21 Feb Gender Differences in Brain Connectivity and School Performance in Late Childhood
MedicalResearch.com Interview with:
Dr. Nora Volkow MD
Laboratory of Neuroimaging, National Institute on Alcohol Abuse and Alcoholism
Dardo Tomasi PhD
Laboratory of Neuroimaging, National Institute on Alcohol Abuse and Alcoholism and
National Institute on Drug Abuse
MedicalResearch.com: What is the background for this study?
Response: Girls tend to develop cognitive skills earlier and more quickly and to be more socially adept than boys. Studies have shown that girls tend to be better at recognizing emotions in others and expressing their own emotions in socially appropriate ways. Boys are much more likely to engage in risky behaviors such as drug experimentation than girls and are more prone to impulsive behaviors including truancy, driving while intoxicated. It is likely that this vulnerability reflects in part the slower development of brain regions necessary for self-regulation. The unbalance between emotional maturity and cognitive maturity increases the risk for impulsive actions seen in adolescents which varies based on context and genetics but its relevant for it’s a contributor to accidents which is the number one cause of death among teenager in the USA.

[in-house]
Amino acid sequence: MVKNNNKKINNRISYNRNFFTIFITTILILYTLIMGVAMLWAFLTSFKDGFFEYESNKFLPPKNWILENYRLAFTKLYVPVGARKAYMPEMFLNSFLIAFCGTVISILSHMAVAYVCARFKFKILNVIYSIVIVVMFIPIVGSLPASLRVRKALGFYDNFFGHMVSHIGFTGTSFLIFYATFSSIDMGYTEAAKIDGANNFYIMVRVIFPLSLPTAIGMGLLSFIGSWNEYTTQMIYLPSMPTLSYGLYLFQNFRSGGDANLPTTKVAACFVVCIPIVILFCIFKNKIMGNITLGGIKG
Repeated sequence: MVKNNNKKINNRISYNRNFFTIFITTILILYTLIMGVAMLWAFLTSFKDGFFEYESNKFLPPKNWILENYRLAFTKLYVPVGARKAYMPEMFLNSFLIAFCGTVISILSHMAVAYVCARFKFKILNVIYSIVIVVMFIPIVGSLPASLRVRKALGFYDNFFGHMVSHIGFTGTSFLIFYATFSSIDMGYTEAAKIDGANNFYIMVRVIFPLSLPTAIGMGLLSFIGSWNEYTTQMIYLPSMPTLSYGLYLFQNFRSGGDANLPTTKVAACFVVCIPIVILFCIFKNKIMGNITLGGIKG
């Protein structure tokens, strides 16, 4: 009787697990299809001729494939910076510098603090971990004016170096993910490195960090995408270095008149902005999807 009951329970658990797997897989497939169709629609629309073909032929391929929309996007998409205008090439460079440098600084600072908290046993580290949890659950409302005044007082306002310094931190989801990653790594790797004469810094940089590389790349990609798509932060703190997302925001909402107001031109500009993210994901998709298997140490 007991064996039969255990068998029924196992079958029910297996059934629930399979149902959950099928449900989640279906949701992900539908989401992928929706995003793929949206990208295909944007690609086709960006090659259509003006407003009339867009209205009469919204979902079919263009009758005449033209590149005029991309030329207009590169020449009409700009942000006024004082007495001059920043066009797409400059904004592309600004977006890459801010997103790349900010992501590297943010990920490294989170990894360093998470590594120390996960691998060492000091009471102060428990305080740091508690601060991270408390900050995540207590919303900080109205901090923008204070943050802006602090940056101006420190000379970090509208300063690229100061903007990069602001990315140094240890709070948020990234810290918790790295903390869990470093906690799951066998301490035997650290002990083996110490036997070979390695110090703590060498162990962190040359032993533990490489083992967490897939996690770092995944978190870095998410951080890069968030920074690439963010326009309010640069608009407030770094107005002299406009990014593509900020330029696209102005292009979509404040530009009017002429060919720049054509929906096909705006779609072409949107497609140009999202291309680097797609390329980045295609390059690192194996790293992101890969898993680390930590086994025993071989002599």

So, the study question was: do differences in cognition reflect difference in brain connectivity between boys and girls in late childhood?
MedicalResearch.com: What are the main findings?
Response: We found that 9-10 years girls had higher brain connectivity that explained their higher cognitive performance compared to boys of the same age.
The main takeaway of the study is that there are small but measurable differences in brain connectivity that likely reflect a faster maturation for girls than boys at 9-11 years of age.
MedicalResearch.com: Are there practical implications ie for classrooms or parenting of this study?
Response: The faster cortical development in girls than boys and their associated higher cognitive performance indicate that at this age girls are better able to learn academic tasks than boys due to an earlier development of their brains. This has implications for how schools teach children and indicates that interventions tailored to the brain developmental stage might facilitate learning and performance.
MedicalResearch.com: What recommendations do you have for future research as a results of this study?
Response: There are very few children 9-11 that suffer from an alcohol use disorder and none that were included as part of the ABCD study. Since ABCD is a prospective study, we are starting to see some alcohol and marihuana use among teenagers which we expect will be increasing in the next few years.
Future studies should also address the issue of transgender or non-binary kids. This information is available in the ABCD study and other researchers are looking into it. In our analyses we focused on the sex effects as assigned by birth but in the future, we can evaluate if these differences pertain or not to transgender children.
Citation: Tomasi D, Volkow ND. Measures of Brain Connectivity and Cognition by Sex in US Children. JAMA Netw Open. 2023;6(2):e230157. doi:10.1001/jamanetworkopen.2023.0157
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